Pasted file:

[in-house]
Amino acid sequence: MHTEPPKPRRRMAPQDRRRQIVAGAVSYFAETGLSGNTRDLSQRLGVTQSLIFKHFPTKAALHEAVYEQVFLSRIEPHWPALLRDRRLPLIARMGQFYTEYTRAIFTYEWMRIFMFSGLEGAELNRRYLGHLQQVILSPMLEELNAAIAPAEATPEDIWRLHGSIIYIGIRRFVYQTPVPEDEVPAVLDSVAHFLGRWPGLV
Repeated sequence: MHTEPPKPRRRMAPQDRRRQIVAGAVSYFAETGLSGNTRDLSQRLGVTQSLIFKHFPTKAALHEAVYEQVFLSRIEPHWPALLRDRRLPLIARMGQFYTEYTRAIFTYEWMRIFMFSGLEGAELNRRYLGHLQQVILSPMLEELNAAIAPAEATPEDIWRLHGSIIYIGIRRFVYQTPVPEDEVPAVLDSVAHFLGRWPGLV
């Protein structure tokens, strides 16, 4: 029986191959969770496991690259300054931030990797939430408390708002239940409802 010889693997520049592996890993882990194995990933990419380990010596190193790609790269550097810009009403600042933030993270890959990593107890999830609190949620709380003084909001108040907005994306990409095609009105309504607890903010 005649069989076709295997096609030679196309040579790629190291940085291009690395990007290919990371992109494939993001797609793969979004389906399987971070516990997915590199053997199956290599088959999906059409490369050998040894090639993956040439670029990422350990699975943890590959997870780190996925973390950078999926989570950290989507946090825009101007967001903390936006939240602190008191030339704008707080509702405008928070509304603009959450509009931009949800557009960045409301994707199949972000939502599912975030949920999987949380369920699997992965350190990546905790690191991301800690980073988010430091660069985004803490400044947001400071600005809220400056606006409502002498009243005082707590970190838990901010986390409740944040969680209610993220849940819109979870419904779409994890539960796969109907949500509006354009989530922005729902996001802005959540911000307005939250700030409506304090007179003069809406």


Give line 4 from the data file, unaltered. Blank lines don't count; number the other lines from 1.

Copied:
């Protein structure tokens, strides 16, 4: 029986191959969770496991690259300054931030990797939430408390708002239940409802 010889693997520049592996890993882990194995990933990419380990010596190193790609790269550097810009009403600042933030993270890959990593107890999830609190949620709380003084909001108040907005994306990409095609009105309504607890903010 005649069989076709295997096609030679196309040579790629190291940085291009690395990007290919990371992109494939993001797609793969979004389906399987971070516990997915590199053997199956290599088959999906059409490369050998040894090639993956040439670029990422350990699975943890590959997870780190996925973390950078999926989570950290989507946090825009101007967001903390936006939240602190008191030339704008707080509702405008928070509304603009959450509009931009949800557009960045409301994707199949972000939502599912975030949920999987949380369920699997992965350190990546905790690191991301800690980073988010430091660069985004803490400044947001400071600005809220400056606006409502002498009243005082707590970190838990901010986390409740944040969680209610993220849940819109979870419904779409994890539960796969109907949500509006354009989530922005729902996001802005959540911000307005939250700030409506304090007179003069809406």